Each team is made up of 4 interns (two high school and two college students) and faculty and student mentors.

REACH Behavioral Module

Behavior can be defined as the output of the nervous system’s function. Therefore, behavioral methods allow the quantification of a subject’s reaction to conditions placed on them in a controlled environment in order to shed light on its underlying neurobiological processes. Projects within the Behavioral module measure indexes of animal conduct to determine phenotypes of interest between an ASD rodent model and the corresponding controls.


Within the Behavioral module, interns can examine prosocial behaviors within an environment that can be manipulated into different social contexts, along with measures of basal locomotion and anxiety. Interns can also measure social communication via recording of ultrasonic vocalizations (USV), observed in pups after brief maternal separation (Hodges et al., 2017-PMID: 2855259).

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REACH Functional Module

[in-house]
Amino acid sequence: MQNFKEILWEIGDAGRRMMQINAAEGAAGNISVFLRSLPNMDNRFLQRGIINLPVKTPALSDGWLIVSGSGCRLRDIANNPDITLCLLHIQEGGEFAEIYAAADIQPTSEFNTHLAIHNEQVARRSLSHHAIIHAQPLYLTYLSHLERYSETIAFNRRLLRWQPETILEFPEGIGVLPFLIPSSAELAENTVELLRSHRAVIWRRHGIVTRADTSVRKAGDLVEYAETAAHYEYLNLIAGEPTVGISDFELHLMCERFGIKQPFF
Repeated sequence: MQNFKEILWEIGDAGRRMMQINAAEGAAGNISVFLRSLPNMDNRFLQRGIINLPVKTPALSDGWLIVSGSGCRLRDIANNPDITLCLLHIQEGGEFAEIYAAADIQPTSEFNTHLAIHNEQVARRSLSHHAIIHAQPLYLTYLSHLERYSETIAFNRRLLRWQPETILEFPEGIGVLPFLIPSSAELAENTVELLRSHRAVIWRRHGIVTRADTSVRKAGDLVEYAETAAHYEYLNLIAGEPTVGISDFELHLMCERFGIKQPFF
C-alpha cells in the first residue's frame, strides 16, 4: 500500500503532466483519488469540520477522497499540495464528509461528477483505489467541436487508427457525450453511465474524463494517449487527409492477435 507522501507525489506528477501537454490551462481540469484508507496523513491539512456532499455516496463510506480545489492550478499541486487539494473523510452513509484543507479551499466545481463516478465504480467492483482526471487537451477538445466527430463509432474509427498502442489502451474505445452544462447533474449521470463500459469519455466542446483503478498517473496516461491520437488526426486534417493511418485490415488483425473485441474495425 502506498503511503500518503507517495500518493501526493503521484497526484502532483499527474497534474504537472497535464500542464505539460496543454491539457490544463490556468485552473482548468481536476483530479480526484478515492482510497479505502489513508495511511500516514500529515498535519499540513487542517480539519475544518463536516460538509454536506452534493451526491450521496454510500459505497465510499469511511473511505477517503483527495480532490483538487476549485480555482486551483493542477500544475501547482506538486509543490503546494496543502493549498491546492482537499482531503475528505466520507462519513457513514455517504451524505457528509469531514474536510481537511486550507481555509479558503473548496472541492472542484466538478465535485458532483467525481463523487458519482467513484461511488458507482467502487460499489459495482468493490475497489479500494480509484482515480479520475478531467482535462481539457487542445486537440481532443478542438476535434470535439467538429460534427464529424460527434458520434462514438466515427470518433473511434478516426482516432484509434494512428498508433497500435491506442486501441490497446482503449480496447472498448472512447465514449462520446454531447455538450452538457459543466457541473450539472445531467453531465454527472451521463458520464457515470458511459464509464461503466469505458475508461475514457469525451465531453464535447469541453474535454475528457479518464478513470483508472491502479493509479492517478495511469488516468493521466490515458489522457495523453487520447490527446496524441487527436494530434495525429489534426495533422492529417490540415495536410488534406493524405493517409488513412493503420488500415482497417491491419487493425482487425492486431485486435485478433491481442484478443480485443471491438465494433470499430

In the Functional module, interns use electrophysiological methods to measure the electrical activity of neurons in order to address questions about ASD pertinent to neuronal connectivity.


Projects within the Neuronal function module assess input-output properties between an ASD animal model and the corresponding controls. Interns can examine neuronal function in brain slices cut in a fashion that could contain the areas and connections of interest (e.g. different areas of the limbic system). Microelectrodes are then placed at particular parts of a neuron (e.g. dendrites, cell body) within the areas of interest to examine synaptic or action potential responses.


REACH Cell Biology Module